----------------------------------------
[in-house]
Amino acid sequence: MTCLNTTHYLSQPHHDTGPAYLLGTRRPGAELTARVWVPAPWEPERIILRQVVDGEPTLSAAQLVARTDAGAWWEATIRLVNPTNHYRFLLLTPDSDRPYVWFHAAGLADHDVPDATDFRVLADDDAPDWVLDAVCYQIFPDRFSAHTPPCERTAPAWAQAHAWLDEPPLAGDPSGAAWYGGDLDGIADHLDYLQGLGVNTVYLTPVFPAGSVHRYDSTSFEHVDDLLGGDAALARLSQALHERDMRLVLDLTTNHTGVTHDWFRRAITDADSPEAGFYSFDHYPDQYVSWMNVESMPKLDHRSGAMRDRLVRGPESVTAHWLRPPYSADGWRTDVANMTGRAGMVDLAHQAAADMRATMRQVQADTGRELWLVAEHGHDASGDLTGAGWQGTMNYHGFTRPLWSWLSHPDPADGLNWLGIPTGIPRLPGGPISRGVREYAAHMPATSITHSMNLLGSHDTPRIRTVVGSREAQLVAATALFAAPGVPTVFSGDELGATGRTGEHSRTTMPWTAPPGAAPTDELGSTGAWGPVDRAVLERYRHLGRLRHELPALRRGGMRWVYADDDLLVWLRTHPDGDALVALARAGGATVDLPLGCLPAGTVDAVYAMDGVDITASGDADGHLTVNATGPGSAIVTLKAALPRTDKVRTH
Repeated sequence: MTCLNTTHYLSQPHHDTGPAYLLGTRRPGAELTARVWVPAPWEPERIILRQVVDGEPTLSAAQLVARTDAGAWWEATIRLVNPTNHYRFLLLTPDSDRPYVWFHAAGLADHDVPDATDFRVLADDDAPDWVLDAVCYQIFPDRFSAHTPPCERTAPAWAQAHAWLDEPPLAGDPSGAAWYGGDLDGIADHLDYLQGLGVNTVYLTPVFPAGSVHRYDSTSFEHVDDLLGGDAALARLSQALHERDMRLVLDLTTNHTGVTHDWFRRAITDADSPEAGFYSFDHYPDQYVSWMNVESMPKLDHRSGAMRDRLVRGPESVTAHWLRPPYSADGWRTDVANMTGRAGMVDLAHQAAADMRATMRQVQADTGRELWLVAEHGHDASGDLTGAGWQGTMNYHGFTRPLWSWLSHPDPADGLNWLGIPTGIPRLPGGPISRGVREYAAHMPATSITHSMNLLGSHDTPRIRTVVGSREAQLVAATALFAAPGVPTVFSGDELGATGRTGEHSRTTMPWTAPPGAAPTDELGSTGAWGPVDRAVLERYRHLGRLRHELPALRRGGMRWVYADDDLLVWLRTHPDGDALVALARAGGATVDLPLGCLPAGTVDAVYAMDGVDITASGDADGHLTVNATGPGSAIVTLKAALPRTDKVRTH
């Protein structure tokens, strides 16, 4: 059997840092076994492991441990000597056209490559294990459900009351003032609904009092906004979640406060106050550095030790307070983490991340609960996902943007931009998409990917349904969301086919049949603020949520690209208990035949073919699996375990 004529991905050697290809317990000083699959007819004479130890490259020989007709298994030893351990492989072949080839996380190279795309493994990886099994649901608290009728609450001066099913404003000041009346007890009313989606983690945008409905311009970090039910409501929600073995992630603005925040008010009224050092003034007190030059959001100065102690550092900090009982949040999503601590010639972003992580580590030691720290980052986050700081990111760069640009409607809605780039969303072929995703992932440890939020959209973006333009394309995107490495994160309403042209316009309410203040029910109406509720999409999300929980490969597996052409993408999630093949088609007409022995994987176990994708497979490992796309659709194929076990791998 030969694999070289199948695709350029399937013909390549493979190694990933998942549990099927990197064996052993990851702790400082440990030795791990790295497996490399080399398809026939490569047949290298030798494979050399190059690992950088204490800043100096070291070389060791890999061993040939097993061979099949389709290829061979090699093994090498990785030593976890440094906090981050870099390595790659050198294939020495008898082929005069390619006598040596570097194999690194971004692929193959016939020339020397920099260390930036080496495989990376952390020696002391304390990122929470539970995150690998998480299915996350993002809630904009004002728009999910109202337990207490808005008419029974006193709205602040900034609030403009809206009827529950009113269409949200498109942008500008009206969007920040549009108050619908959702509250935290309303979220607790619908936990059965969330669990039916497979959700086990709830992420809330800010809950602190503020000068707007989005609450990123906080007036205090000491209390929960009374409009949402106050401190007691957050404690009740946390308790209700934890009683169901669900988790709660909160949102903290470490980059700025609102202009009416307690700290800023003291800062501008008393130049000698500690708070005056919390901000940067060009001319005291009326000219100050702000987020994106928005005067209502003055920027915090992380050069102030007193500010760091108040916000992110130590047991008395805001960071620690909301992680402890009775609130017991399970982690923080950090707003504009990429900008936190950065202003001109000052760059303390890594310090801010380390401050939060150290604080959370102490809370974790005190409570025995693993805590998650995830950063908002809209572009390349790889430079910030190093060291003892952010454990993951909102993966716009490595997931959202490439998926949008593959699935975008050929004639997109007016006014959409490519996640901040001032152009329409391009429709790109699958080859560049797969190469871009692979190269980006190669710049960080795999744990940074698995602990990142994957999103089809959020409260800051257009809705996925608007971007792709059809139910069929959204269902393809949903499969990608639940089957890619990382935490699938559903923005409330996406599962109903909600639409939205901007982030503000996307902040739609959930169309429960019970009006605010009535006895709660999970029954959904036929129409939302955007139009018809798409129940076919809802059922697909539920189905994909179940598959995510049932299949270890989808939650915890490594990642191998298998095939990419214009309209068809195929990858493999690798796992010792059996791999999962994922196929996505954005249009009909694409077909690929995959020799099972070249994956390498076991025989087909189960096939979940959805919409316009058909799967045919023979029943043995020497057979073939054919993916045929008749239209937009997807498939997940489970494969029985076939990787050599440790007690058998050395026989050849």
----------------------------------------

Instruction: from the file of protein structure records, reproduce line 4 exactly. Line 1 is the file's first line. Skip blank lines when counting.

């Protein structure tokens, strides 16, 4: 059997840092076994492991441990000597056209490559294990459900009351003032609904009092906004979640406060106050550095030790307070983490991340609960996902943007931009998409990917349904969301086919049949603020949520690209208990035949073919699996375990 004529991905050697290809317990000083699959007819004479130890490259020989007709298994030893351990492989072949080839996380190279795309493994990886099994649901608290009728609450001066099913404003000041009346007890009313989606983690945008409905311009970090039910409501929600073995992630603005925040008010009224050092003034007190030059959001100065102690550092900090009982949040999503601590010639972003992580580590030691720290980052986050700081990111760069640009409607809605780039969303072929995703992932440890939020959209973006333009394309995107490495994160309403042209316009309410203040029910109406509720999409999300929980490969597996052409993408999630093949088609007409022995994987176990994708497979490992796309659709194929076990791998 030969694999070289199948695709350029399937013909390549493979190694990933998942549990099927990197064996052993990851702790400082440990030795791990790295497996490399080399398809026939490569047949290298030798494979050399190059690992950088204490800043100096070291070389060791890999061993040939097993061979099949389709290829061979090699093994090498990785030593976890440094906090981050870099390595790659050198294939020495008898082929005069390619006598040596570097194999690194971004692929193959016939020339020397920099260390930036080496495989990376952390020696002391304390990122929470539970995150690998998480299915996350993002809630904009004002728009999910109202337990207490808005008419029974006193709205602040900034609030403009809206009827529950009113269409949200498109942008500008009206969007920040549009108050619908959702509250935290309303979220607790619908936990059965969330669990039916497979959700086990709830992420809330800010809950602190503020000068707007989005609450990123906080007036205090000491209390929960009374409009949402106050401190007691957050404690009740946390308790209700934890009683169901669900988790709660909160949102903290470490980059700025609102202009009416307690700290800023003291800062501008008393130049000698500690708070005056919390901000940067060009001319005291009326000219100050702000987020994106928005005067209502003055920027915090992380050069102030007193500010760091108040916000992110130590047991008395805001960071620690909301992680402890009775609130017991399970982690923080950090707003504009990429900008936190950065202003001109000052760059303390890594310090801010380390401050939060150290604080959370102490809370974790005190409570025995693993805590998650995830950063908002809209572009390349790889430079910030190093060291003892952010454990993951909102993966716009490595997931959202490439998926949008593959699935975008050929004639997109007016006014959409490519996640901040001032152009329409391009429709790109699958080859560049797969190469871009692979190269980006190669710049960080795999744990940074698995602990990142994957999103089809959020409260800051257009809705996925608007971007792709059809139910069929959204269902393809949903499969990608639940089957890619990382935490699938559903923005409330996406599962109903909600639409939205901007982030503000996307902040739609959930169309429960019970009006605010009535006895709660999970029954959904036929129409939302955007139009018809798409129940076919809802059922697909539920189905994909179940598959995510049932299949270890989808939650915890490594990642191998298998095939990419214009309209068809195929990858493999690798796992010792059996791999999962994922196929996505954005249009009909694409077909690929995959020799099972070249994956390498076991025989087909189960096939979940959805919409316009058909799967045919023979029943043995020497057979073939054919993916045929008749239209937009997807498939997940489970494969029985076939990787050599440790007690058998050395026989050849």